When it comes to job searching, you may hear things like "It's not what you know, it's who you know" or "most jobs are never advertised." There is a lot of truth to these statements — but I don't think it's wise to completely disregard advertised job postings. At the end of the day, most of the jobs I've gotten have been from positions that were open and advertised. So how do you find these openings?
First, spread the word. Tell people you know that you're looking for a job. The more specific you can get, the better. If you're still in college or recently graduated, think about the experienced professionals you have access to: your parents, their friends and neighbors, older relatives, professors, people from church or community organizations... You never know who has connections to the industry where you're looking for a job.
Look at job posting search engines. Rather than combing job post sites like monster.com or craigslist, where companies have to specifically opt to post their openings, I recommend using a search engine that looks for job postings all over the Internet. My favorites are Indeed.com and SimplyHired.com. Type in the job title you're looking for and, if applicable, the city or state where you want to work, and it goes to work finding job postings that match your criteria.
Look at industry websites. Most industries have professional organizations, and many will post job openings on the organization's website. Sometimes you have to a member to view the job postings, and sometimes that costs money, but not always. There are also industry-specific job posting sites, such as higheredjobs.com, where you'll find more relevant openings than on a broader job site.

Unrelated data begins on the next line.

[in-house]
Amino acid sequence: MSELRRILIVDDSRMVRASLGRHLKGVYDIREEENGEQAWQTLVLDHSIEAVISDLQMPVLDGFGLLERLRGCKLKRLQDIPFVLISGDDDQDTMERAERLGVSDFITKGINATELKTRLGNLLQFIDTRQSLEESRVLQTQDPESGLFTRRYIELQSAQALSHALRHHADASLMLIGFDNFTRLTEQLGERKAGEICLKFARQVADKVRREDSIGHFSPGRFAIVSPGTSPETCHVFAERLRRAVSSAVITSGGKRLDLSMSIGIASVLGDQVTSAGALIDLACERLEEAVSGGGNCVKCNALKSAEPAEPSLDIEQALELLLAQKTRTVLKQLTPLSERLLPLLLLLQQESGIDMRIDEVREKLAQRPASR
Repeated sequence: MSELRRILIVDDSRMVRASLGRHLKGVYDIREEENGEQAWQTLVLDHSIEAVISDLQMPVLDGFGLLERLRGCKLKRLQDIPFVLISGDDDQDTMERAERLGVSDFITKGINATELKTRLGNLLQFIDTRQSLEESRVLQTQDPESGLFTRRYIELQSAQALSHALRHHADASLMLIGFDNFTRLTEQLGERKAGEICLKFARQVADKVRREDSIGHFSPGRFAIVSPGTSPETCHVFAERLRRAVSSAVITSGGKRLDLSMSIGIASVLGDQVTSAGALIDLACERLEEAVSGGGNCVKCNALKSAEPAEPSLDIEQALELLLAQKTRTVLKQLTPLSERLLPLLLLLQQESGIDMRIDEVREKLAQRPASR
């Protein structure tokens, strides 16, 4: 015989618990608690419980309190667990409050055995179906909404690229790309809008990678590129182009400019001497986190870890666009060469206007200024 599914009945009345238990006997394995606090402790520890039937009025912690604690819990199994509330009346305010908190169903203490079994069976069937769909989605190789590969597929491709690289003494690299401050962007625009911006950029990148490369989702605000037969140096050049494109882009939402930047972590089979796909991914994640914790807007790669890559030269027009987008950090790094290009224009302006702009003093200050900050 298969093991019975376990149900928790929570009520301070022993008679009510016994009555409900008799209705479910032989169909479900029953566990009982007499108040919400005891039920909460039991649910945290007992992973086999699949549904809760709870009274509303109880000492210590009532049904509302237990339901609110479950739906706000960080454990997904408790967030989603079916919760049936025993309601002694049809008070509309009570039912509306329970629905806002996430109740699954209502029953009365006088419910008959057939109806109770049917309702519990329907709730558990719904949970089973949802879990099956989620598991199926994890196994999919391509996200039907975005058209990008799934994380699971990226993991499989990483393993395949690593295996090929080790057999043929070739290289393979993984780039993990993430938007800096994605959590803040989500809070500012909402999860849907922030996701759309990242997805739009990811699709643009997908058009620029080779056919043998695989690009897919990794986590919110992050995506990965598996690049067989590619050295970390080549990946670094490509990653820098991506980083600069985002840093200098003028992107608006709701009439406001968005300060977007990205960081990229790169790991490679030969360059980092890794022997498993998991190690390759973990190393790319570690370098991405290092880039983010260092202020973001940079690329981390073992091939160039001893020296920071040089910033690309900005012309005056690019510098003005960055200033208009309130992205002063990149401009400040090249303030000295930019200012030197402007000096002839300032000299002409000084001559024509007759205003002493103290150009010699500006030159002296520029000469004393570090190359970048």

Look at specific company websites. There are plenty of companies whose job openings are put up on their website and not many other places. If there are specific companies you're interested in working for, be sure to check their websites for current openings. You might have to dig a little — sometimes jobs are under "About Us" or "Contact Us" rather than a clearly labeled "Employment" section.
If this sounds like a lot of work, you're right! Next week we'll talk about some tools you can use for having relevant job postings come to you rather than having to spend a lot of time searching for them.